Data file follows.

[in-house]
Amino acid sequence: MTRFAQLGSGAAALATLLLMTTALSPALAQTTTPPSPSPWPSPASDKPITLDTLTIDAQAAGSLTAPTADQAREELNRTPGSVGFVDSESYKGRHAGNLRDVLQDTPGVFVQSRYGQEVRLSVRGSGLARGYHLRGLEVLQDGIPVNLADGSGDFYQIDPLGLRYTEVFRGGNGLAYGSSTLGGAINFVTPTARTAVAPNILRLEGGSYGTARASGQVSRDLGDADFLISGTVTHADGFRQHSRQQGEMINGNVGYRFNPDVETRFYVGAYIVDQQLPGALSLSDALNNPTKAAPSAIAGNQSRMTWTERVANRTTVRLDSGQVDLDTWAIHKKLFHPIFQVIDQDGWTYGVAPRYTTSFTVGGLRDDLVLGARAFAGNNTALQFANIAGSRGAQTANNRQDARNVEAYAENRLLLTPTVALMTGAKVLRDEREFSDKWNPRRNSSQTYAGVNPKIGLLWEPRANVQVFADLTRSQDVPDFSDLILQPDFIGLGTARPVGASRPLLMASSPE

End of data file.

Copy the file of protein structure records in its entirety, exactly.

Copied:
[in-house]
Amino acid sequence: MTRFAQLGSGAAALATLLLMTTALSPALAQTTTPPSPSPWPSPASDKPITLDTLTIDAQAAGSLTAPTADQAREELNRTPGSVGFVDSESYKGRHAGNLRDVLQDTPGVFVQSRYGQEVRLSVRGSGLARGYHLRGLEVLQDGIPVNLADGSGDFYQIDPLGLRYTEVFRGGNGLAYGSSTLGGAINFVTPTARTAVAPNILRLEGGSYGTARASGQVSRDLGDADFLISGTVTHADGFRQHSRQQGEMINGNVGYRFNPDVETRFYVGAYIVDQQLPGALSLSDALNNPTKAAPSAIAGNQSRMTWTERVANRTTVRLDSGQVDLDTWAIHKKLFHPIFQVIDQDGWTYGVAPRYTTSFTVGGLRDDLVLGARAFAGNNTALQFANIAGSRGAQTANNRQDARNVEAYAENRLLLTPTVALMTGAKVLRDEREFSDKWNPRRNSSQTYAGVNPKIGLLWEPRANVQVFADLTRSQDVPDFSDLILQPDFIGLGTARPVGASRPLLMASSPE